Written by Sean McPheat |
The doctors examined her and said that there was nothing wrong with her…the pains were caused by the fact she was pregnant and about to give birth.
Well, I don’t know about you, but that made me wonder why it wasn’t picked up before. The doctors said that she hadn’t noticed any movements from the baby because she had mistaken them for her usual stomach movements!
It got me thinking how we as salespeople can maybe uncover prospects’ needs that they may not know they have. Just like this woman I read about, could we use our questioning skills to determine how to look at a business’s true situation and determine needs that they never knew they had?
Firstly, identify the current position and what the potential is for the business. Many prospects potter on at the same pace as always without realising what opportunities might exist out there. Your knowledge of the industry and the market may throw up ideas that they didn’t know about and have not seen.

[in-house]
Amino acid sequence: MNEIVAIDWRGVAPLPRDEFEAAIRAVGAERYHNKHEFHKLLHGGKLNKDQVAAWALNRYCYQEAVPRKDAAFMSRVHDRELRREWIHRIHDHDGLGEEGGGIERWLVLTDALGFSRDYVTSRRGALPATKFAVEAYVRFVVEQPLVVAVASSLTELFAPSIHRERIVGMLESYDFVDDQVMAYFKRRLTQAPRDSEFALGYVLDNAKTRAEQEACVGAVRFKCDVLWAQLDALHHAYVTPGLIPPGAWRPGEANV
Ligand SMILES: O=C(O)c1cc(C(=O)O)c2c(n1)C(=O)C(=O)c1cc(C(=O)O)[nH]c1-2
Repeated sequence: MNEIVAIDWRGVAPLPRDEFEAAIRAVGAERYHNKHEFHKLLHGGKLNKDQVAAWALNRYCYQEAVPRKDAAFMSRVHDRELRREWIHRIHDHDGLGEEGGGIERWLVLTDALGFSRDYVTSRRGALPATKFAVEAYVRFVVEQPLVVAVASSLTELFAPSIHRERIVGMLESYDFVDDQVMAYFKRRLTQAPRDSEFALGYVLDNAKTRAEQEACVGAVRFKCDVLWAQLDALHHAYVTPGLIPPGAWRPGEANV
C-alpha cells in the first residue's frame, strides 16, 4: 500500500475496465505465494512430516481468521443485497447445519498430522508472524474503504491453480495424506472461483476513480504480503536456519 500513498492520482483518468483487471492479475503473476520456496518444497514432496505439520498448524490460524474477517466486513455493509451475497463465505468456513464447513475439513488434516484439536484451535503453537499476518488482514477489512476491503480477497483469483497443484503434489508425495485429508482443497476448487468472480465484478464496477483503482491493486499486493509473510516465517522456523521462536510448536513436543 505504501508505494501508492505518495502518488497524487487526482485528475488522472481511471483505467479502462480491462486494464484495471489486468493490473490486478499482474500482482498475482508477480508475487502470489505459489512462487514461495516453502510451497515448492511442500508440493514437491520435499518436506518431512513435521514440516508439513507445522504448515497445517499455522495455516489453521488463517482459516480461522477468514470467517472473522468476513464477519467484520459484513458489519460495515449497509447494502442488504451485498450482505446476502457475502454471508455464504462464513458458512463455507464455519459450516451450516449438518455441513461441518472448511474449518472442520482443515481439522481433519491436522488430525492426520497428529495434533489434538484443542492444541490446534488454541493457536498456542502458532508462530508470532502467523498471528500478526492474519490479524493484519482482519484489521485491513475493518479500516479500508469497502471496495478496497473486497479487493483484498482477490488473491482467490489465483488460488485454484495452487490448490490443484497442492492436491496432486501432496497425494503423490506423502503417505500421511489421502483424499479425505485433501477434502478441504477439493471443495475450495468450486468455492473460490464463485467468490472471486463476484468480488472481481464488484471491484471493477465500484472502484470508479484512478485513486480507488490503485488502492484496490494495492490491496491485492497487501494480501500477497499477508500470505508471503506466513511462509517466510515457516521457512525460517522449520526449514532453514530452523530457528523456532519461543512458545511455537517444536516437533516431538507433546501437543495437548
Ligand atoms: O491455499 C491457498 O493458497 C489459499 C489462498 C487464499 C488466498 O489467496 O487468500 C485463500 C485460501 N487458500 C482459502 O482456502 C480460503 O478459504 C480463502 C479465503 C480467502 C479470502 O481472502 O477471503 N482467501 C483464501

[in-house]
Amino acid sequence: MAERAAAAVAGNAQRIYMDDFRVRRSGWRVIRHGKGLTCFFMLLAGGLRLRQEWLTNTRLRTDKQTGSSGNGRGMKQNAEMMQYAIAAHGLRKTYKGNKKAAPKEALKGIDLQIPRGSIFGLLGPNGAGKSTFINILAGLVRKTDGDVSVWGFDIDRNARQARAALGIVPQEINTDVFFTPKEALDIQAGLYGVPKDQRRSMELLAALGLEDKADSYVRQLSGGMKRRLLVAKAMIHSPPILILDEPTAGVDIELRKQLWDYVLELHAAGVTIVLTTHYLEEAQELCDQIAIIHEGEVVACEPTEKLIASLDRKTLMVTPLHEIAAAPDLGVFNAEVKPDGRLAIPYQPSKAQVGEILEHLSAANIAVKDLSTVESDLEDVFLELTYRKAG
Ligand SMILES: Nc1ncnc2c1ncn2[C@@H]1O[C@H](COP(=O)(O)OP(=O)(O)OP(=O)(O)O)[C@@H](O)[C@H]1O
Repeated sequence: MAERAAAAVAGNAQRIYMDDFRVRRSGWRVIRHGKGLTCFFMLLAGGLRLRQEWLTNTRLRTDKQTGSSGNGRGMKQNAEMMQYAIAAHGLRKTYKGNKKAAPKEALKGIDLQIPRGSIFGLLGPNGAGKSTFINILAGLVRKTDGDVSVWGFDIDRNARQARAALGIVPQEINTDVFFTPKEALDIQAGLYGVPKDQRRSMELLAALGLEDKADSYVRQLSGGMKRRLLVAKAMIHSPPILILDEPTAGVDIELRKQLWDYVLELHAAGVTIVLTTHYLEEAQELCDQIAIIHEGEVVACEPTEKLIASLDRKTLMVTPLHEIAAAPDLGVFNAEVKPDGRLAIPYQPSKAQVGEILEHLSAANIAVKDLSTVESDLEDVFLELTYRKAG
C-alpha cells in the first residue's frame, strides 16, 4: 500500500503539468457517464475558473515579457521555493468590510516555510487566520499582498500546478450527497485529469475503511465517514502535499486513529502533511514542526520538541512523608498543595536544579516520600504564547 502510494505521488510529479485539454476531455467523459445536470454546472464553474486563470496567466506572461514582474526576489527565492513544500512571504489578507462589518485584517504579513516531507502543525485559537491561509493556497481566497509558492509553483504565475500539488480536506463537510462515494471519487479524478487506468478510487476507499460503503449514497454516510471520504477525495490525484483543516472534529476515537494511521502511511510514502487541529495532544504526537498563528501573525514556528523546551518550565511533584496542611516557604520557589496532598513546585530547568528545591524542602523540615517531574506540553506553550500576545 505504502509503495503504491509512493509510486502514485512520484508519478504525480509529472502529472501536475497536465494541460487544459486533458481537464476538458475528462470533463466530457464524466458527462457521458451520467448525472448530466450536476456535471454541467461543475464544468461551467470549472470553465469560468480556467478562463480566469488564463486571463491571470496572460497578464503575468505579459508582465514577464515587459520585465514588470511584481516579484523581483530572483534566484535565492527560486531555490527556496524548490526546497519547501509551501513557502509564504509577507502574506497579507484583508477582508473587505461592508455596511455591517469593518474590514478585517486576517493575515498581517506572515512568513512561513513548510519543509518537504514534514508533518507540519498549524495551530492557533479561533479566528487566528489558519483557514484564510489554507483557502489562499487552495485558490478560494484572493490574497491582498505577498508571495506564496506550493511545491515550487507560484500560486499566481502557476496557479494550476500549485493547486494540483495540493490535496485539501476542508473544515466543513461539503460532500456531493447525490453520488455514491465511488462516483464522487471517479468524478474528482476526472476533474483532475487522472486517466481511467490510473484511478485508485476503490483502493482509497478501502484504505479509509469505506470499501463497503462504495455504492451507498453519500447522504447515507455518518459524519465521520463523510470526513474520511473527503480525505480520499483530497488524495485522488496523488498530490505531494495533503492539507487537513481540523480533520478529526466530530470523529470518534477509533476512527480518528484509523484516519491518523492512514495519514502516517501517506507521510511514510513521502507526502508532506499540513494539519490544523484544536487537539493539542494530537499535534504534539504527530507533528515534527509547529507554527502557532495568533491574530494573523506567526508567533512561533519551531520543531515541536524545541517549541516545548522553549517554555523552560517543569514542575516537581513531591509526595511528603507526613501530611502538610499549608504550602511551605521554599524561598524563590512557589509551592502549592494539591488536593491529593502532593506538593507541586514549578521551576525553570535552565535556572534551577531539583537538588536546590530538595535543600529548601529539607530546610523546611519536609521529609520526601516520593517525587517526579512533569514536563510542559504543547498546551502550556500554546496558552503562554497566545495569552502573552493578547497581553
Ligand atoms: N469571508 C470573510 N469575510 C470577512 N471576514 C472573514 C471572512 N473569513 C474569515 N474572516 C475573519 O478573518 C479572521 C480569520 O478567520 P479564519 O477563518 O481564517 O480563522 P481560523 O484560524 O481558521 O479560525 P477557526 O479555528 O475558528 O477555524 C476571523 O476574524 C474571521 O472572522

Second, show the prospect the consequences of doing nothing rather than taking your products or services. What would be the outcome if they stuck with the status quo? How much would they lose if they didn’t take up your offer?
Third, highlight the benefits of growing in the direction you are suggesting, even if they hadn’t planned it before. You uncover that new market for them, and they start being motivated to buy rather than you having to sell.
And fourthly, describe how those new markets will impact their bottom line or reduce their overheads if they go for them. This will uncover new potential for them that didn’t exist before and help you become their real business partner instead of a supplier that has competition.
If the doctor of that pregnant lady had asked relevant questions earlier, they both may have uncovered the reasons for the pain and the diagnosis would have been easier to make. Take the role of a doctor with your prospect, and you may uncover needs they didn’t know they had. How’s that for partnership?!
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Originally published: 7 March, 2011